Tell us about yourself?
I’m the CEO and co-founder of Flexa Careers, the global directory of verified flexible companies. I was born in London and have worked here (often from home!) ever since graduating from university.
What lessons has being an entrepreneur taught you?
You’re more capable than you think you are. When you first start a business, it’s overwhelming looking at all of the stuff you have to do but don’t know how. But more often than not, you’re able to do it. If not, there’ll be people around you who can!
The highs and lows of running a business can also be pretty extreme, and the transition from one to the next is incredibly fast. This makes it hard to celebrate wins, and to work through the losses without feeling like the world is ending. But I’ve learnt that this is something you get better at with time.
If you could go back in time to when you first started your business, what piece of advice would you give yourself?
We spent far too much time listening to other people and doubting ourselves in the early days. So I would tell myself to believe more in my own abilities, and to keep listening to those who believe in you and your vision instead.
A lot of entrepreneurs find it difficult to balance their work and personal lives. How have you found that?
As an early stage founder, it can be hard to switch off from work. But my autoimmune condition doesn’t let me forget the importance of good work-life balance.
If I don’t find time to exercise and let stress build up, my symptoms flare up and can cause me a huge amount of discomfort. Having flexibility over when and where I work enables me to balance both my working needs and my health needs.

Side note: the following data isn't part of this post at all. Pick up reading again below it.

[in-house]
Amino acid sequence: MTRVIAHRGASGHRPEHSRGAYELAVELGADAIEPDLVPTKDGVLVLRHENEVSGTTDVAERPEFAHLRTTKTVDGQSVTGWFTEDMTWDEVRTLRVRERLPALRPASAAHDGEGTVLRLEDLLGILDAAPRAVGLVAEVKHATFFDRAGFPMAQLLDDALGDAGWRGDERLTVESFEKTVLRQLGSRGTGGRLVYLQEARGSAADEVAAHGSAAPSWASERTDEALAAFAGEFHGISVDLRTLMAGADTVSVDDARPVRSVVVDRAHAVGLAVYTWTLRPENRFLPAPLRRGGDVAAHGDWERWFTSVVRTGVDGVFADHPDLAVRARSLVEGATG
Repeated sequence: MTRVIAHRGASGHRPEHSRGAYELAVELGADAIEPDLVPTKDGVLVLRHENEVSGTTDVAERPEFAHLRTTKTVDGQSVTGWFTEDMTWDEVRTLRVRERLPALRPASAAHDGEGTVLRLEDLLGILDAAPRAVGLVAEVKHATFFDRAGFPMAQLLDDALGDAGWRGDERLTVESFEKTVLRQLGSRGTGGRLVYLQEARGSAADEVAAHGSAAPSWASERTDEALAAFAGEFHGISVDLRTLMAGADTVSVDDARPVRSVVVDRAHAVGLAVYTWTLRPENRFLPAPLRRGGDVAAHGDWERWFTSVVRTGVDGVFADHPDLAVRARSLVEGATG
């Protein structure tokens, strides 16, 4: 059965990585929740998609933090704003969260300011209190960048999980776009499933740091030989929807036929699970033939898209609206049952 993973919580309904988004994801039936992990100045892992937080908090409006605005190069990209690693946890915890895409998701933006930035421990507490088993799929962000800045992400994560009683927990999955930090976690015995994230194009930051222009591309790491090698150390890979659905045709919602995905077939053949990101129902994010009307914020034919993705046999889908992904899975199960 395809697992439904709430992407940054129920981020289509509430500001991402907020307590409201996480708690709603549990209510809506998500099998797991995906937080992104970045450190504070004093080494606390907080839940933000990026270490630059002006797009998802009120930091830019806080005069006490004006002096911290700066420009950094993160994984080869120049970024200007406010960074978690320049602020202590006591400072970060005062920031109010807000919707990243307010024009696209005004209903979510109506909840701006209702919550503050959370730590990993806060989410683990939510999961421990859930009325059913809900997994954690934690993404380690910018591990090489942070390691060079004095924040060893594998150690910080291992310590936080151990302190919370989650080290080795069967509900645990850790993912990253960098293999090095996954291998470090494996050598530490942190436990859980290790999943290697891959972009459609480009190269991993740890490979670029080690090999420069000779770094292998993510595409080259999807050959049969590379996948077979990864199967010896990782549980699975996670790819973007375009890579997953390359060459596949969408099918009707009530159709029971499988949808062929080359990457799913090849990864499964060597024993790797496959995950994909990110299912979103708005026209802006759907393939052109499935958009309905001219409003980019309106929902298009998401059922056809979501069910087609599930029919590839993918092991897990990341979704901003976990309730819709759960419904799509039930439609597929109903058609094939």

Having said that, I can’t (and wouldn’t!) change the fact that my co-founder is also my partner. This means that we inevitably end up talking about work during our weekends and evenings.
So our company-wide shutdown periods and annual digital detox breaks have become essential fixtures in our calendars, creating the space we need to truly switch off and reset.
Give us a bit of an insight into the influences behind the company?
Flexa Careers was inspired by my experience of asking a former employer to work from home one day per week, to accommodate my autoimmune condition.
Within ten days of making the request, I was fired. My subsequent job hunt was fraught with anxiety thanks to the lack of clarity around companies’ working or flexible hours policies.
It’s this lack of transparency which leaves candidates disempowered and in the dark, and which drove me (alongside my co-founders Maurice and Tim) to create a better way of finding genuinely flexible companies.
What do you think is your magic sauce? What sets you apart from the competitors?
We’ve flipped the hiring process on its head. By helping employers build brand awareness and showcasing their flexible working benefits, we enable companies to be discovered by tons of talent who value those very same things.
It’s about creating a pipeline of talent, and building teams who are able to thrive in their working environment.
This way, expensive, time consuming and potentially misguided reactive hiring campaigns become redundant.
How have you found sales so far? Do you have any lessons you could pass on to other founders in the same market as you just starting out?
We launched Flexa just before the start of the pandemic, at the end of 2019. This was entirely coincidental. But as far as sales go, it definitely meant that flexible working was already firmly on companies’ agenda.
We’ve grown in line with ever-increasing demands for flexibility from workforces ever since, and now have 180 companies on the platform. They include Allianz, Depop, Carwow, and Elvie.